The weather here showed signs of warming up for a day or two and then went back to being cold and raining. Then it went back to warming up and now I‘m thoroughly confused as to what‘s going on. I think August might be somewhat pleasant from the weather perspective and September maybe even better. The general consensus is that October is really hot, so I’ll try not to think about that. However, with this weather change, the amounts of frogs have increased as well. I really enjoy the chirping of the frogs, but it is there bombing techniques that that have me a little worried. I suppose the frogs here are lazy, maybe too much cane rum, and so when they are on the ceiling or high up on the walls, they take the quickest route down and just drop. Especially at night or early morning, this technique comes into practice and I hear the smacking of the frogs as they hit the floor. It is almost as if these frogs just fall from the sky, penetrate my tin roof, and then plop down right next to my bed. I like it now, but I am waiting until the day that a frog falls from the heavens and lands on my head. If they had a regular schedule I could start to incorporate them as an alarm clock. I find the smack sound much less offensive then the chorus of roosters that starts from around 4am and might go until 7am. Thankfully, my subconscious has decided to ignore the early birds and I wake up with the ones who sing around 6am.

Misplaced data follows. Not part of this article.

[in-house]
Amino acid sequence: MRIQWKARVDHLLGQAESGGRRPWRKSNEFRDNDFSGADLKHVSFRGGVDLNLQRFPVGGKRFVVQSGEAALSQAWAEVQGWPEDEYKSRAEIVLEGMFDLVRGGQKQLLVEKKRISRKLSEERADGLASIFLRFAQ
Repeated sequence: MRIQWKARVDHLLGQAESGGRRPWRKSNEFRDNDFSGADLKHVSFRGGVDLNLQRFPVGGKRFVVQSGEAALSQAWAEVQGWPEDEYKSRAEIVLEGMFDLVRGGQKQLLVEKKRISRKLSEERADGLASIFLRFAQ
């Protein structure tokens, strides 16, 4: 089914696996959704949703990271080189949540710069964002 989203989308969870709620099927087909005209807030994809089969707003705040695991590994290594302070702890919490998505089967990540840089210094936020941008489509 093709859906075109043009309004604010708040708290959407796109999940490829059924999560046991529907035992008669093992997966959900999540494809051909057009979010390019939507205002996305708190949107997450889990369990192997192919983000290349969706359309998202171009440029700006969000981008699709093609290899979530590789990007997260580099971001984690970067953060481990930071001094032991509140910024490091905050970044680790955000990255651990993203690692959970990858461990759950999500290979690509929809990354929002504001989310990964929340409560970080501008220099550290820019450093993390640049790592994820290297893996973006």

As for my health…It is really like a roller coaster ride of energy and then inconvenient road blocks. I don’t really know what the issue is, nor do I think that the Peace Corps doctor is certain either, so the only step that there was to take was to send some stools. Granted, I hate taking medication, so as awkward and disgusting as it is to take the sample, I was happy to wait before I ingest more medicine for another week. By no means is this a life death situation, or at least not in my opinion. Really, my body seems to be working on overtime and it is a little inconvenient to frequent the bathroom so often. I’m sure something will be figured out. The Peace Corps doctor has been a tremendous help with everything and trying to figure out what I need to do to improve my situation. Once again, I’m really not in bad shape, I’m just not regular; and that’s not regular for me. Also, my community is starting a water project, so if it is water issues, that might be fixed relatively soon anyway. The most annoying part is that I don’t know why I am sick, so I don’t really know what I need to do to improve my situation. I thought I was OCD beforehand; this might make things even crazier. As for the actual taking of the stool sample, I’ll spare you the details. I’ve heard from many people that I seem much more mature after being here, so I suppose I should run with that for a while.